We have two books in the current exhibition in Kirkby Library/Gallery in Knowsley – the first book was made for the exhibition in Liverpool Central Library, where it was shown off in pride of place.
This book/sculpture was inspired by the debate between William Lawrence’s materialism and John Abernathy’s spiritualised vitalism, which Mary Shelley would have been familiar with, and the ideas of the time about electricity, mechanisms and life. The ‘book’ is in the form of a modular origami heart (made from two copies of Frankenstein) with origami elements, electric wire and little cogs flying out from it, tumbles of electrical wire in the heart and the whole mounted on printed circuit boards and an old electrical connecting panel.
The Frankenstein themed exhibition (2018 being the 200th anniversary of the publication of Frankenstein) then moved to Knowsley, with a call out for more books, so we made this second one –
It focuses on the themes of Remorse and Revenge – Dr Frankenstein’s remorse and anguish at having created such a monster; the monster, rejected by Frankenstein and everyone he meets, seeks revenge. But in the end Frankenstein turns to revenging the deaths of his loved ones killed by the monster and the monster is finally remorseful beside the bed of his dead creator.
The concertina of the book (pages from a lovely old copy of Frankenstein) follows the development of the story – told by an explorer (Walton) sailing to the arctic. First there is a pop-up boat from a graphic novel edition of the book; the pages all icy white as the boat is stuck in the arctic ice, the words of the book whited out except every instance of ‘revenge’, ‘remorse’, ‘anguish’, ‘repent’ and ‘compassion’; the novel is all written in letters to Walton’s sister so there are little envelopes addressed to her flying off the pages.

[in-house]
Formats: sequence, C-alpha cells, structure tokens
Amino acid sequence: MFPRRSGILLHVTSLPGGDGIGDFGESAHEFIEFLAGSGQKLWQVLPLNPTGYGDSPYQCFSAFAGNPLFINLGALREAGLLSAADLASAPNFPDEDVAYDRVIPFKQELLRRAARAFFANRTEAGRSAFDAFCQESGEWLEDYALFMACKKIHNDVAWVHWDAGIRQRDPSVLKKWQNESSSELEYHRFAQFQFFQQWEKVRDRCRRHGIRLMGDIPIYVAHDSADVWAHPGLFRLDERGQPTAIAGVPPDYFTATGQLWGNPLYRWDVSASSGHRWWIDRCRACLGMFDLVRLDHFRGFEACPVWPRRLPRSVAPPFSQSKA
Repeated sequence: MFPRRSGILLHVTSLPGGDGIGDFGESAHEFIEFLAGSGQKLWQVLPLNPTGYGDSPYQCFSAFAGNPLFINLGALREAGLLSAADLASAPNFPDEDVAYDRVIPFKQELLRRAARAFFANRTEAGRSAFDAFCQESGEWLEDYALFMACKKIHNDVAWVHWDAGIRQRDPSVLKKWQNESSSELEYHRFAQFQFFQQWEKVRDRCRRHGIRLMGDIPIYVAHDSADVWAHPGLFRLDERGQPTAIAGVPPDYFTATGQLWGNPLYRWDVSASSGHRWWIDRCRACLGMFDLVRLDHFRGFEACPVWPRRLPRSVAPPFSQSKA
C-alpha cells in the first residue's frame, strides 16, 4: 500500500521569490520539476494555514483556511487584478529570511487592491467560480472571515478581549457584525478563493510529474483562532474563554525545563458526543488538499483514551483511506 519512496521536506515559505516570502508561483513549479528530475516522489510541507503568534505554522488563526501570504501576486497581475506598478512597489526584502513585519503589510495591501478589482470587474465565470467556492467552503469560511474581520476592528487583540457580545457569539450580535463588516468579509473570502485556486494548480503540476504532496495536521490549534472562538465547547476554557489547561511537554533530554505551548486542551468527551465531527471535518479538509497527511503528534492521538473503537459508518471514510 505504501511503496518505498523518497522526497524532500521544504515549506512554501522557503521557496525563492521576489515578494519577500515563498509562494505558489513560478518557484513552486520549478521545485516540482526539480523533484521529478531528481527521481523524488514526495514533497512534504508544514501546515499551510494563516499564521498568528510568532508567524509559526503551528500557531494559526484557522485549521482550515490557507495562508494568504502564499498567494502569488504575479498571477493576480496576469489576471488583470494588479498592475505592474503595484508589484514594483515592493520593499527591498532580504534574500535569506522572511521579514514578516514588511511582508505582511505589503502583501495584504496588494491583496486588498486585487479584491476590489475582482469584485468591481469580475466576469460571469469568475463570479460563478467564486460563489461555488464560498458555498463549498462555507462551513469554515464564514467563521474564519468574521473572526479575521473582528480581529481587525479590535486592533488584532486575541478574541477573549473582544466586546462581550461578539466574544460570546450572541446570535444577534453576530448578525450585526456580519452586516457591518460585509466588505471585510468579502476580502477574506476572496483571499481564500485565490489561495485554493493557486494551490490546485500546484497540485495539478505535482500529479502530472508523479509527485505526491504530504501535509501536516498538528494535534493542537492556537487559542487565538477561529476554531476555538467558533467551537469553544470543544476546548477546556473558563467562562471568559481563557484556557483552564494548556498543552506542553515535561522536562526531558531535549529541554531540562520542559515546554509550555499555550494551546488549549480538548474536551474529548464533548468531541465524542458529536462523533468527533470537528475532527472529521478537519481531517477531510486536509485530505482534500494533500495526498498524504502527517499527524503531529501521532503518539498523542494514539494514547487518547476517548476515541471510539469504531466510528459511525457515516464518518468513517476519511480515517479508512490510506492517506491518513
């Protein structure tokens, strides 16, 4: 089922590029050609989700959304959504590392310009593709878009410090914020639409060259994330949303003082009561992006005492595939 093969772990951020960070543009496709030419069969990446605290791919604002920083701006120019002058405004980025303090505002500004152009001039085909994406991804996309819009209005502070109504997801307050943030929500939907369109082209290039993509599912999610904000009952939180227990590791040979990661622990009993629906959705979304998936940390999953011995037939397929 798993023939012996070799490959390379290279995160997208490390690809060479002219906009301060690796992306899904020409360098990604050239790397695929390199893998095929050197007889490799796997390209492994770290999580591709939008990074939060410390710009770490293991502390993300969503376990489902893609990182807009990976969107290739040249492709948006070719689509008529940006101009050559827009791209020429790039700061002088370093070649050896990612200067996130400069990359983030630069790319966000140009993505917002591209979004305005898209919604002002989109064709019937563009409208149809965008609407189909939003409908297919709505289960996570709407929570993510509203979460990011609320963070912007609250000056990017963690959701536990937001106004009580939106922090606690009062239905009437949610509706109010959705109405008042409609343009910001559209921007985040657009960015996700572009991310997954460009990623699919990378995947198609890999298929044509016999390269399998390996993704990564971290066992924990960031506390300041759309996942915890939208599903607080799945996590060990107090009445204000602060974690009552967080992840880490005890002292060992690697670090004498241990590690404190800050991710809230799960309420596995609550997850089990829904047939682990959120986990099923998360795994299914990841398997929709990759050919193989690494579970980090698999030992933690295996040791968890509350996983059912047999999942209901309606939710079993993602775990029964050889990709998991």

Then there maps showing Frankenstein’s travels as the story unfolds – Ingolstadt where Frankenstein studied; Geneva where he returns to his family; Chamonix where Frankenstein goes to grieve but is chased by the monster; Tilbury Docks, London and Edinburgh on his way to the Orkney Islands where he goes to create a companion for the monster, though then destroys his half-made creation. The final page is a mesostics, using the monster’s final speech, making ‘Remorse’.
Under the concertina pages are little blotters (complete with blotted writings from the book) as Walton might have had on his desk as he wrote the letters telling the story told to him by the dying Frankenstein.”
The whole exhibition in Knowlsely is excellent – a wonderful collection of artists books, beautifully arranged and displayed.